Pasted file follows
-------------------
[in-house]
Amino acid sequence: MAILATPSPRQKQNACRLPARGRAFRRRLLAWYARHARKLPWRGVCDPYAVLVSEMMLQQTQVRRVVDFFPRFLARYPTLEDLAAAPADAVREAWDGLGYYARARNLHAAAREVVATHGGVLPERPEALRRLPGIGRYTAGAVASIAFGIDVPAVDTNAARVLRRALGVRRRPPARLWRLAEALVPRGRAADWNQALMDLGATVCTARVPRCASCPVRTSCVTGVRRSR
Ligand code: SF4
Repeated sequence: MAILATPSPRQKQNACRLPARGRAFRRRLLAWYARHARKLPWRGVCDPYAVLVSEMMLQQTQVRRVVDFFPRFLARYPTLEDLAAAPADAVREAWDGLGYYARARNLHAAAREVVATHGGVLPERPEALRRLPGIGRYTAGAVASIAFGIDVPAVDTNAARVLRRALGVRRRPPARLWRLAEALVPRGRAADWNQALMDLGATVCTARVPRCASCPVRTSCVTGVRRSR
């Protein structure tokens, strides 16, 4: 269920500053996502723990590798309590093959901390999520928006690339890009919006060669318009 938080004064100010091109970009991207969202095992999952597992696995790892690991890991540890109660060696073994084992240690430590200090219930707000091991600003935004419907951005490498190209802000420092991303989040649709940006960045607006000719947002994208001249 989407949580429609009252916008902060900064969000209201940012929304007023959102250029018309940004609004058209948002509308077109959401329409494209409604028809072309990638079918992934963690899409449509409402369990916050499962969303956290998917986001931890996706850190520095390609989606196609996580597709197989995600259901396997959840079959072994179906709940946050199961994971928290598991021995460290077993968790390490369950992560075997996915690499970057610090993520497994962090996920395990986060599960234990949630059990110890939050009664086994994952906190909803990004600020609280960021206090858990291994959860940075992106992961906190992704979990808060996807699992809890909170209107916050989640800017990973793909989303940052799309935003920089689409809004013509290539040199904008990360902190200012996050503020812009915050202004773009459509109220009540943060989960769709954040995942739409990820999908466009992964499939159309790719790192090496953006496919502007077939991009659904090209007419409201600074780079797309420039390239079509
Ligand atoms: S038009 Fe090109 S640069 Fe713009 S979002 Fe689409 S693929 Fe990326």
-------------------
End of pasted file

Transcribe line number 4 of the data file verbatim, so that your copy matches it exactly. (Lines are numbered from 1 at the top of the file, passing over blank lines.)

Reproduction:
Repeated sequence: MAILATPSPRQKQNACRLPARGRAFRRRLLAWYARHARKLPWRGVCDPYAVLVSEMMLQQTQVRRVVDFFPRFLARYPTLEDLAAAPADAVREAWDGLGYYARARNLHAAAREVVATHGGVLPERPEALRRLPGIGRYTAGAVASIAFGIDVPAVDTNAARVLRRALGVRRRPPARLWRLAEALVPRGRAADWNQALMDLGATVCTARVPRCASCPVRTSCVTGVRRSR